Having a plan in place before the fires, and getting expert advice quickly helped a high country beef producer continue farming after the fires of January 2020.
Justin Costello’s properties were among the many impacted by the fires that ravaged Corryong in the summer of 2019/2020. He runs a beef operation and was fully stocked with fodder going into the summer. Dams were low as the area had experienced a prolonged dry spell.
“Like many others, we were burnt out. In addition to the standing fodder, we lost three tanks, five haysheds and three piles of silage, as well as all our fences. Our water points were operating at about 30 per cent.”
With 90 per cent of their pasture gone, the impact was direct. Calves had been weaned in November and December so just the cows and heifers were left. All of the bulls had perished in the fire. There was nowhere to put the livestock except black country.
Justin had to make critical decisions quickly about how they were going to move forward with cow numbers and what recovery would look like.
Have a plan
Justin says that having a good plan in place made it easier to start the recovery process quickly.
“We had a plan, and it was robust. It was based on reliable seasons. Even though the rule book changed straight after the fires, the one thing to our advantage was that we knew exactly how many cows we had and we knew where every paddock was because we had farm planning that was done with AgribWebb. This gave us a roadmap for what was possible.”
Within four days of the fires, Justin contacted the team at Valley Seeds. His first priority was to get some clarity about how to produce the feed he needed for for the cows to survive.
“You’re in defence mode after something like the fires. It’s hard to make decisions. You have one thing to do for the day, and you do that. Unless you have a plan, nothing gets done. So we needed that strategy for how to feed the cows. The advice from Valley Seeds gave us clarity to make good decisions.”
Advice from the experts
Justin had received nutrition advice, so he understood the feed gaps. When he rang Valley Seeds, he knew how much feed he needed.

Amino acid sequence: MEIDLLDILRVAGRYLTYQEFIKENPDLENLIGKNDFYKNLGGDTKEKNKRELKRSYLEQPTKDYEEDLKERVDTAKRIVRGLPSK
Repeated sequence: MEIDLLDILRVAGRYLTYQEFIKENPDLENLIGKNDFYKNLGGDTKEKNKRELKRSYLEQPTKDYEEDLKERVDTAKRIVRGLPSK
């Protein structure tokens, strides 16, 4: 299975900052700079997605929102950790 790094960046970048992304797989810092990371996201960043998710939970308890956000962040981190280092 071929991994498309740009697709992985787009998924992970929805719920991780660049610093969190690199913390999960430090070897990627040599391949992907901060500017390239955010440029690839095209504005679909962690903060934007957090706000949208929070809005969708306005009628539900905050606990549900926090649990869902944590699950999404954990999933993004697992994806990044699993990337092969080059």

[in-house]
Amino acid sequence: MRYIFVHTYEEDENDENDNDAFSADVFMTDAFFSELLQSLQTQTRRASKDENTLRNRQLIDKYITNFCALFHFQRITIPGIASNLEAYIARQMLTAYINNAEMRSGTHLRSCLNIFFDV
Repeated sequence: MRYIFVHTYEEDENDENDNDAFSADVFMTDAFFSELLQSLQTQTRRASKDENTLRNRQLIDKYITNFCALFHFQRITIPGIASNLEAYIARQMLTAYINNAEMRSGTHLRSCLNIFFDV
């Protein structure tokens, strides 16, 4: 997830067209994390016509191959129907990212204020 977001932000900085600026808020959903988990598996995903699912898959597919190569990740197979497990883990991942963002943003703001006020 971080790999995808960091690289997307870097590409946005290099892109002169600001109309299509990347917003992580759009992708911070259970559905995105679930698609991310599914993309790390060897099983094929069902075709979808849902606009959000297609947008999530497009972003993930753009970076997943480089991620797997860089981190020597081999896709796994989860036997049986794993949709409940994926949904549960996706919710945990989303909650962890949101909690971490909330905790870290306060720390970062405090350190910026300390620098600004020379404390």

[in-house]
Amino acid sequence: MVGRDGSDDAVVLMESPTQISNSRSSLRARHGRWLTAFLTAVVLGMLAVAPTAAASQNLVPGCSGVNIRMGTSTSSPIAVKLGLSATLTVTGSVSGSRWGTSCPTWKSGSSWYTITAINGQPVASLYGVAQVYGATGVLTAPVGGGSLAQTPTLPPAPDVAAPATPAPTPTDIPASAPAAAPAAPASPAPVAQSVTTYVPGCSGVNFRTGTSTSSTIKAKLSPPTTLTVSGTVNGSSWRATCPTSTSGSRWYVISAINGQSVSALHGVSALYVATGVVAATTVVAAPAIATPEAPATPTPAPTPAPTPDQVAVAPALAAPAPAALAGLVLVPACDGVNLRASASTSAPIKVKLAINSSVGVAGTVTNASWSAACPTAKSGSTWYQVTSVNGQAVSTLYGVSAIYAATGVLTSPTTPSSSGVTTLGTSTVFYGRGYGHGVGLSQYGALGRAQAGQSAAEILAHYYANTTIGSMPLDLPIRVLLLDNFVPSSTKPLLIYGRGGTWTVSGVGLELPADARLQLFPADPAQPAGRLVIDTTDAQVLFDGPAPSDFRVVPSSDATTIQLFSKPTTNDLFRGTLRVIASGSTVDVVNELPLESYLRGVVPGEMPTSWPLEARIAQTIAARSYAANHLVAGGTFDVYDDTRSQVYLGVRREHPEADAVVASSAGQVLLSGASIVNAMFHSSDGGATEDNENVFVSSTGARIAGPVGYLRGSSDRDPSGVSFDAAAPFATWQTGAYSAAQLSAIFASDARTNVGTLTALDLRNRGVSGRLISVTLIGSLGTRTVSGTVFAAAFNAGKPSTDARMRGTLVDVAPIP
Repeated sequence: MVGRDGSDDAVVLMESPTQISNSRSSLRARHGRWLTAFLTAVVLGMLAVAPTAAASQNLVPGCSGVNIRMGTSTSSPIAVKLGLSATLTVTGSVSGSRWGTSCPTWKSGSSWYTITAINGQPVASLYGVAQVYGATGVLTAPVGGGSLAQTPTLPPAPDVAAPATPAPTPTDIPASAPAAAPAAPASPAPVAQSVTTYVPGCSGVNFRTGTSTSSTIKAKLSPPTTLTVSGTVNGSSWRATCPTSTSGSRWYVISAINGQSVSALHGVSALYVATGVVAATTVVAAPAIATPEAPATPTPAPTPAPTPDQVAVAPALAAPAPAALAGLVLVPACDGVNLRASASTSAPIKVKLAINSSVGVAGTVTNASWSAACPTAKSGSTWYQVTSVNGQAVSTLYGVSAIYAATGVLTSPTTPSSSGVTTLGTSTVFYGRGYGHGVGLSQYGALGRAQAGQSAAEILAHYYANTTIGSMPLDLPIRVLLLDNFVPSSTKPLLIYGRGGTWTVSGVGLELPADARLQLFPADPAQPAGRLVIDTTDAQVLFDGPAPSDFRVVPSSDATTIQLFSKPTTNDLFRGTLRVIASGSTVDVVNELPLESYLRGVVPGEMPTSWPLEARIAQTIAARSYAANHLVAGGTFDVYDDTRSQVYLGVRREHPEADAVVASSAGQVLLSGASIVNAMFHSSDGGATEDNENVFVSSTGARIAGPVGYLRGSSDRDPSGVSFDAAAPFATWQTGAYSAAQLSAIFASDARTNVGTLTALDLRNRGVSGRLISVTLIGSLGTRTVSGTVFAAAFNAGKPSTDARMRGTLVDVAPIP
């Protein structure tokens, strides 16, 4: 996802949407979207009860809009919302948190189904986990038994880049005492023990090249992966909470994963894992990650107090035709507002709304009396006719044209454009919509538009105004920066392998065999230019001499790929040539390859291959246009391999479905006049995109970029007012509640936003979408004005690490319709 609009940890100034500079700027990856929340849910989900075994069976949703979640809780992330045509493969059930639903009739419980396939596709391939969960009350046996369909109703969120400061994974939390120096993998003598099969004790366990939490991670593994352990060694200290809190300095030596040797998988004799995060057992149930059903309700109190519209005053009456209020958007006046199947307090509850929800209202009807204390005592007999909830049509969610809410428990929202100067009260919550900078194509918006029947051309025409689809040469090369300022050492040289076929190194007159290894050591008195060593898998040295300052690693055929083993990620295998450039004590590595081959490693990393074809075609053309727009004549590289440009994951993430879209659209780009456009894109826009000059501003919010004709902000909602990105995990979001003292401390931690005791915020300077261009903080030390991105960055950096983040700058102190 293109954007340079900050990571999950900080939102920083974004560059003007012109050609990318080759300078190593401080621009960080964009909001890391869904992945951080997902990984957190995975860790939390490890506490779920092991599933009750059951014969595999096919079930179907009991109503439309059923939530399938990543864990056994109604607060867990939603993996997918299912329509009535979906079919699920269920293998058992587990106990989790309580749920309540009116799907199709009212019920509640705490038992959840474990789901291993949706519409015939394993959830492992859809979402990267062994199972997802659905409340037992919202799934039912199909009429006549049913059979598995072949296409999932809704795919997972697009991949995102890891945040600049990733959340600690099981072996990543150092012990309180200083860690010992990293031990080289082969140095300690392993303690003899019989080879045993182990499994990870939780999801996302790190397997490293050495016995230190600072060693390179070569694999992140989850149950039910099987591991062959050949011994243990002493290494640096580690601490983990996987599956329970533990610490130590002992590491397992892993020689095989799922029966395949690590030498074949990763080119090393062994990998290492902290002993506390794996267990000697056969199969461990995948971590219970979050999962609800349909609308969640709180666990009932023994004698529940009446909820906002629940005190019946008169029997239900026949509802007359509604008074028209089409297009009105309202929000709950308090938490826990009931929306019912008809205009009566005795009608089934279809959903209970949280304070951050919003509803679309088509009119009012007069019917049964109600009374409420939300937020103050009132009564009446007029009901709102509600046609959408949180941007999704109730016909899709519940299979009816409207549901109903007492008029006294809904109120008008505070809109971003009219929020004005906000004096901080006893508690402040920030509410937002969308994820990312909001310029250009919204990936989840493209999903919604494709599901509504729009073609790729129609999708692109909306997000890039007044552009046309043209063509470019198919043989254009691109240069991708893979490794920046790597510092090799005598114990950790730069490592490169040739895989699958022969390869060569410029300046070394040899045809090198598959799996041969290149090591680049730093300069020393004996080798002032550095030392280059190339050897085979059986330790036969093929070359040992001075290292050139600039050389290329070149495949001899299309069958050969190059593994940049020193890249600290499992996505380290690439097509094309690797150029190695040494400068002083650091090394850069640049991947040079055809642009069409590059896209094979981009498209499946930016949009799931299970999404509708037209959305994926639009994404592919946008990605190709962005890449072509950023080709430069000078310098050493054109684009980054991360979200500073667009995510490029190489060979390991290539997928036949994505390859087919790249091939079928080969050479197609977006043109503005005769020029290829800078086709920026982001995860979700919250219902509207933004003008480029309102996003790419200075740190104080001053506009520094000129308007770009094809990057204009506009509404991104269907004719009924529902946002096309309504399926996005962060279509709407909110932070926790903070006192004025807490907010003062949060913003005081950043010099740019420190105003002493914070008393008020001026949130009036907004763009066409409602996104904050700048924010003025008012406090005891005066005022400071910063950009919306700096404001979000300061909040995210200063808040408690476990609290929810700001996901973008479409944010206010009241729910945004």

Valley Seeds put together a plan for spraying, sowing and fertiliser to manage the pasture growth and get the pasture outcomes he needed, which included feed to fill the gaps, and a return over time to the primarily perennial pasture .
“It was very good peace of mind that they were on the other end of the phone. It can be hard to get into a fire zone but we had an existing relationship with them so it was easy to email them information like farm design, photos of paddocks and soil test results., but because we knew them and they knew our farm.
“All of the grass fires burned hot and high. After the flames go through the grass still burns down to the root zone. So your perennial grasses survive and your clovers are effectively intact. It takes some time for them to recover, and we didn’t have the luxury of time.”
“We needed to move forward with healthy cows, cycling, calving, milk for calves. We were very keen to get to the point where we didn’t have to feed the cows every day, and we didn’t want to have to reduce stock numbers.”
Valley Seeds put forward a range of pasture mixes including Annuals and Italians. Perennials were included to a point in the first year.
“With their help we were able to start to plan quickly how much grass to grow. If you know how much you can grow, you know how many days you’ll have stock in a paddock and you can plan stock rotation.”
Justin is also building up the fodder reserve again, to replace the hay and silage that was lost in the fire.
Now in year two, they’re still bulking up the perennials in the system, aiming to get back to where he was before the fires. Justin says he’s also more efficient now at using the silage and hay that they grow.
“I never want to do it again, but you want to be able to reflect on what you did well and what you could have done better. If you can make a good pasture plan that can save you. It can buy you time.
“What I would say is, know as much as you can about your paddocks and know where all your water points are. When experts give you advice after a fire, probably listen to it. What we know now from dealing with Valley Seeds is that their advice provided a lot of feed and a lot of opportunities for us to stay farming.”
Justin Costello runs livestock agency business Costello Rural and beef properties in Corryong in Victoria’s high country.
If this article and its reminder of bushfire impact has raised issues for you, please reach out to Lifeline on 13 11 14 for 24/7 crisis support.
Beyond Blue also has an excellent article about bushfires and mental health on their website.
“What we know now from dealing with Valley Seeds is that their advice provided a lot of feed and a lot of opportunities for us to stay farming.”